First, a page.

Youth Scholarship Info!
Northeastern Kansas Beekeepers' Association
Youth Scholarship Program for 2016

The progam's intent is to promote beekeeping opportunities for a young person and involve families in beekeeping that otherwise might not have an opportunity.

NEKBA Youth Scholarship 2016 Application & Instruction to inspire potential beekeepers and their families

due by December 31, 2015!!! (postmarked)

Official announcements will be made later in the month of January 2016.


Announcing the Beekeeping Scholarship recipients for 2014


















Spring Hill


















Please, only  (1) application per family for consideration NEKBA or KHPA.


To educate youth in the art of beekeeping.

To promote a better understanding of the value of honeybees to our

environment and to the food chain.

To provide an opportunity for youth to experience responsibility and enjoyment

through beekeeping.

To provide an avenue for youth to engage in a avocation and gain the

opportunity to pursue beekeeping as a side-line or a full-time vocation.


  1.  one-year NEKBA membership. 

  2. A beginning beekeeper seminar and text book. 

  3. A complete set of woodenware for a new bee hive. 

  4. A package of bees or nucleus colony for a starter hive. 

  5. The basic beekeeping gear :hat, veil, gloves, hive tool, and bee  smoker. 

  6. Mentoring by a NEKBA member for one year.


  • The applicant must:



    • Be between the ages of 10 and 17 by February 1st of the current year. 

    • Be a Kansas resident. Be currently enrolled in public, private, or home school.

    • Have permission to apply from a parent or guardian. 

    • Have no immediate family members that are currently beekeepers. 

    • Have a suitable location for hive placement at their residence and be willing

  • to place the hive at their residence, which is necessary for observation and

  • the best opportunity for learning and experience with honeybees. 

  • Submit application (postmarked) to NEKBA no later than December 31st of


    the current year.

We are always looking for mentors for our scholarship kids.

What should be on this mentor expectations list?

For a  good relationship both student and teacher should have a compatible style of beekeeping.  Secondly, a mentor should be able to teach well. 
Location and convenience are also important.

Requirements for the person expecting to be mentored:

  • Be a member of the association. We don't want you to go it alone. Also, we want you to come to the meetings to learn. There's valuable information in our sessions.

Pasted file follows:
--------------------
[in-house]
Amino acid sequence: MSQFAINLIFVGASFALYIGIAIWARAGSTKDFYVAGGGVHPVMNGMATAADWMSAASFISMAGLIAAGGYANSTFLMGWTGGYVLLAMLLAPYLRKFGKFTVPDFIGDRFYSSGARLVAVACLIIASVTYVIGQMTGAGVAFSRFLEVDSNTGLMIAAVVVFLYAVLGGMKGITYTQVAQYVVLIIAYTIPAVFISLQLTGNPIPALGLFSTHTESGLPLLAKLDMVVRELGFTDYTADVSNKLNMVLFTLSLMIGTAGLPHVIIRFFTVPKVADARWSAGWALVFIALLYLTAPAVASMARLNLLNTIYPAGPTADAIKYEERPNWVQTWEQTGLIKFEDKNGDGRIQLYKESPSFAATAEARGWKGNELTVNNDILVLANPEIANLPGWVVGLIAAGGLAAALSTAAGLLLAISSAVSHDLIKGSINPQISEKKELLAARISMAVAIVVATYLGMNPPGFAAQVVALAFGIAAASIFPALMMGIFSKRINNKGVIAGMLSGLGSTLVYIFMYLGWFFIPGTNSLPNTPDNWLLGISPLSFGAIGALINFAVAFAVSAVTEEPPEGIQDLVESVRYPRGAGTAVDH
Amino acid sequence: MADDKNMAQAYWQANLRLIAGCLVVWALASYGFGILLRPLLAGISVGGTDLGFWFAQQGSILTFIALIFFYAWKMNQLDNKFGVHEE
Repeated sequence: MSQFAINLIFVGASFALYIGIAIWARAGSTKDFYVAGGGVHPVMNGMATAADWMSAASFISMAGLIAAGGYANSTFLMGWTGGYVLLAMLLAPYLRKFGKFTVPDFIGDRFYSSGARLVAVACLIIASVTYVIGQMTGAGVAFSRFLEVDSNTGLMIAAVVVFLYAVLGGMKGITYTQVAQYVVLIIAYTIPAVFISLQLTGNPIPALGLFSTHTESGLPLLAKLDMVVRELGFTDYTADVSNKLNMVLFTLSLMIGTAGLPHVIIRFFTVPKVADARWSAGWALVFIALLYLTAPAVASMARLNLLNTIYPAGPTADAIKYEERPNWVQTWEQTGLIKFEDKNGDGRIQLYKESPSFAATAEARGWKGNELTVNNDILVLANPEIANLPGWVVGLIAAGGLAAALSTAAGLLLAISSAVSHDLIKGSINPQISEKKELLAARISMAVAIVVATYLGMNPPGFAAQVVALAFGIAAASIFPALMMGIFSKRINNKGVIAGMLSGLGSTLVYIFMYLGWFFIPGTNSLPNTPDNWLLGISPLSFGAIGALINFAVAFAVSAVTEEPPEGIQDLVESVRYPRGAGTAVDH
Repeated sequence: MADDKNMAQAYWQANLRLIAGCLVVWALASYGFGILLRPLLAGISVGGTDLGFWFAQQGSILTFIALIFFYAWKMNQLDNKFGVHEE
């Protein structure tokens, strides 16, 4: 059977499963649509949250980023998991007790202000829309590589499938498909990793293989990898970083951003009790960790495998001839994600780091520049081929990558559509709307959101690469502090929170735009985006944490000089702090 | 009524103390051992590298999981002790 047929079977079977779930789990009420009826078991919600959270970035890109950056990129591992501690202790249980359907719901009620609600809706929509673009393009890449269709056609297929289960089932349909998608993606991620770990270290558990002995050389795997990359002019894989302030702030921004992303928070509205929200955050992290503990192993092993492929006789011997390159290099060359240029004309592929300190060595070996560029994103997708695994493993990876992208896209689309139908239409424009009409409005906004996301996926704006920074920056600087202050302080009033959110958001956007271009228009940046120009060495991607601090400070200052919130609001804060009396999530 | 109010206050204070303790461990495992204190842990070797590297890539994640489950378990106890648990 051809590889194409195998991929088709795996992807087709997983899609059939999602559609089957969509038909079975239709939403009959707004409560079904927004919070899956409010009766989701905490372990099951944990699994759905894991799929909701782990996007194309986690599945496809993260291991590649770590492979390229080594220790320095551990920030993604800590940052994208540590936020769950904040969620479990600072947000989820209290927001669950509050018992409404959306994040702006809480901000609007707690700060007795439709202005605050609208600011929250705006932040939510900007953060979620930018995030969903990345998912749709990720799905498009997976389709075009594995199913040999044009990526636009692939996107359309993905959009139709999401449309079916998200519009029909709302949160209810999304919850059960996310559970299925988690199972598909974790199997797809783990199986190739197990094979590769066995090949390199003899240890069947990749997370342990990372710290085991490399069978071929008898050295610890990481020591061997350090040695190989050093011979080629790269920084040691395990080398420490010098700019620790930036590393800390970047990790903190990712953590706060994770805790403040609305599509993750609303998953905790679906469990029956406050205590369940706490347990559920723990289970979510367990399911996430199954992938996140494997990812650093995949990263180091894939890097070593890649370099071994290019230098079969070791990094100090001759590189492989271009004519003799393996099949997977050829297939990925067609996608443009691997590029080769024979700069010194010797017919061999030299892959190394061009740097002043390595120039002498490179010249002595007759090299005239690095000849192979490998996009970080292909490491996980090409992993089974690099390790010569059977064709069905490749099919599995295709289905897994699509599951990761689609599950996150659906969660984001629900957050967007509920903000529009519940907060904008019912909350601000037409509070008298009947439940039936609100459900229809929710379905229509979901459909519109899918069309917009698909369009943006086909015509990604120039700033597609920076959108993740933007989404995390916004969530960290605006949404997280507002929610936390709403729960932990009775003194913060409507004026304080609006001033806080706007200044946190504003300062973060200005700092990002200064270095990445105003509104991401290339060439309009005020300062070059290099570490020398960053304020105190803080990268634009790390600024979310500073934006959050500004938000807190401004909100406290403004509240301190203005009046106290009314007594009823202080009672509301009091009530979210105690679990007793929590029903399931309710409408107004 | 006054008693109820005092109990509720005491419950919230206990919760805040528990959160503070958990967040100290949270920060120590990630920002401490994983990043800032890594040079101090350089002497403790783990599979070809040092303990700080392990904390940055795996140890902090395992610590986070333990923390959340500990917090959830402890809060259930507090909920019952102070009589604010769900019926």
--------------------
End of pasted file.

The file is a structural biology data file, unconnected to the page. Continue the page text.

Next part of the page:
•  We need you to take a class. It is an Investment in your own education.
  •  Assist your mentor. The Beekeeping mentorship is an apprenticeship model and you are trading labor for learning. It's not going to be hard labor but it will be an opportunity to learn by doing.
  • Getting the right mentor means finding a one whose philosophy and situation matches yours. If you need to ask for help on how to deal with your urban neighbors, you might not want a mentor whose experience is strictly rural. Or if you have fundamental differences on the role of pesticides, it might not be a good fit.
    • It also means finding someone within a reasonable travel distance. It's hard to drop in for a quick session when your mentor's bees are halfway across the state.
  • Remember that your mentor is an unpaid volunteer. Keep your expectations reasonable.

Requirements for the person expecting to be a mentor:

  • Be a member in good standing of NEKBA and regularly attend meetings, field days and other events.
  • Keep yourself educated on changes in bees, bee diseases and beekeeping by subscribing to a major bee journal (BeeCulture or American Bee Journal).
  • Your task is to teach not just what you do personally and believe but about other beekeeping theories.
  • Present the facts. It's okay to share your opinions but make clear which are which.
  • Open your beeyard to the mentee. Adults learn by doing. And while they can learn some in their own apiary, they can generally learn more in yours - you have more bees and more diverse situations to see.
  • You have a right to some of their help while you're working the bees but it's not slave labor, either.
  • Set reasonable expectations for yourself and your mentee.
  • If you're not the right mentor, help the new beekeeper find someone who might be a better fit.

Ms. Shelby Turner of Leavenworth, Kansas was our 2009 Youth Scholarship Winner. Click here to see an article about her in the Fort Leavenworth Lamp Newspaper!

Shelby talks about "bees" at the Leavenworth Farmers' Market

(Last updated 08/13/2015, rb)

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